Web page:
Just two additional thoughts:
At 14:18 Uhr +0100 24.2.2000, Mark Ferraretto wrote:
>I find cookies easier personally, especially has they have a built-in
>expiry mechanism. Good for timing out logins.
NO, as far I understand, that would NOT be good for timing out logins. For
my understanding, the expiration date of cookies is only that the browser
deletes them after a given time, and it doesn't prevent someone to use the
same cookie (without the expiration date) still afterwards. So you have to
track cookie expiration times on the server anyway.
At 22:38 Uhr +0100 24.2.2000, James Treworgy wrote:
>At 10:32 PM 2/24/00 +0100, harm wrote:
>>No, that is not the case.
>>_before_ you generete the index you create a session. Sure, you have to
>>generate all pages with links dynamicly, but in these days with perl,php,
>>asp, mason etc, this should not be such a big problem. You could
>>use some url rewrite sheme like http://my.site/do.this.html/<sessionid>
>>just as easy, couldn`t you?
>Ah, hadn't thought of that! That would work. I didn't generate a session
>for my site until a user logged in but I guess theres no reason why I
>couldn't make one as soon as they hit it. I'll probably set that up.
Even if you serve the first page with sessionid's in it's links, the
sessionid would be lost if the user hits reload on the first page, or the
browser requests this page again for another reason (newer netscape seems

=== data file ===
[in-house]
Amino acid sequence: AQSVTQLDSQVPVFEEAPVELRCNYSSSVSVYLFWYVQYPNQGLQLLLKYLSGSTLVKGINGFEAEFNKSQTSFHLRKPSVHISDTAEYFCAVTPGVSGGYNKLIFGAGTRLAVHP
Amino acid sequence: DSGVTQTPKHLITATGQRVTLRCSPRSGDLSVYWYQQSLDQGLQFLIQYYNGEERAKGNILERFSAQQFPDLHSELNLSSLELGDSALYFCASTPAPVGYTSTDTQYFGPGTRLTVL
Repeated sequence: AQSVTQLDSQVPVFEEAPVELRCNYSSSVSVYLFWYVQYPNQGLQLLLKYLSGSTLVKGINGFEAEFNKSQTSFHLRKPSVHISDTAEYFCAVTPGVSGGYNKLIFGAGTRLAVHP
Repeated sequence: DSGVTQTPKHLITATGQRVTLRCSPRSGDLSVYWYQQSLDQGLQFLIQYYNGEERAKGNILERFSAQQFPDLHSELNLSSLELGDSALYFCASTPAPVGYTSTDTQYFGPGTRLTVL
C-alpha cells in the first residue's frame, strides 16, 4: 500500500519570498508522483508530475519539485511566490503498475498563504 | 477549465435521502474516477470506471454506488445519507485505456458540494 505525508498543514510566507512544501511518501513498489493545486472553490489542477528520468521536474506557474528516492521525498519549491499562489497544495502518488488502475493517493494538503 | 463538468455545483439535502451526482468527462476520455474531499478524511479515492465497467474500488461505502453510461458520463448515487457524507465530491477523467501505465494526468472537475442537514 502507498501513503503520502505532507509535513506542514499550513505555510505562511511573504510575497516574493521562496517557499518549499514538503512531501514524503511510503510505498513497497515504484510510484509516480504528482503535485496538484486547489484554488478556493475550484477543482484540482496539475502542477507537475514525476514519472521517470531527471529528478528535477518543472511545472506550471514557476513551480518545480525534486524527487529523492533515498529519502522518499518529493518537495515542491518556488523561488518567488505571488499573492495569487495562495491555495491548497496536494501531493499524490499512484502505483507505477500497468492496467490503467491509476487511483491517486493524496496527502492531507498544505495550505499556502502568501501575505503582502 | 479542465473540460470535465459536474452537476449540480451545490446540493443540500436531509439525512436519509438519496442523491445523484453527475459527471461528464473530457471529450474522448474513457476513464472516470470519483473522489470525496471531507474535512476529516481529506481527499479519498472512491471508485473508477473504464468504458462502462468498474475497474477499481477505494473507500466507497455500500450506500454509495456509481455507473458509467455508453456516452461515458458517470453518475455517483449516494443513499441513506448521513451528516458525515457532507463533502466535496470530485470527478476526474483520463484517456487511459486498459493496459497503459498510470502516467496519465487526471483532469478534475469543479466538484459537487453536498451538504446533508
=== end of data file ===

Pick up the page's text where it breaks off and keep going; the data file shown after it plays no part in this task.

to have a strange caching mechanism, reloading pages more frequently than
necessary). To solve this, I've just had two ideas, which I haven't tested
yet (but will do in near future):
a) tell the browser to keep the old page if he has one (depends on the http
request, I don't know this in detail now)
b) use a redirect from the generic URL (my.site/ ->
my.site/script/sessionid/). This way, the first page the user sees has
already the session in it's own url. This assumes that the browser doesn't
request 'my.site/' again. A small optical drawback (or a plus, depends on
your perspective) is that the user sees the sessionid stuff in the url
field of the browser even if you use a frameset (otherwise, the 'clean' url
of the frameset would hide the url's from the sub-documents).
PS. depending of the application, a drawback of using Cookies could be that
a user can't open multiple windows and have different sessions in each of
them. (Or, said otherwise: a cookie is for identifying a _user_, not a
session. For identifying sessions, you should use url's.) (This is just my
idea, I don't have much experience with that stuff yet)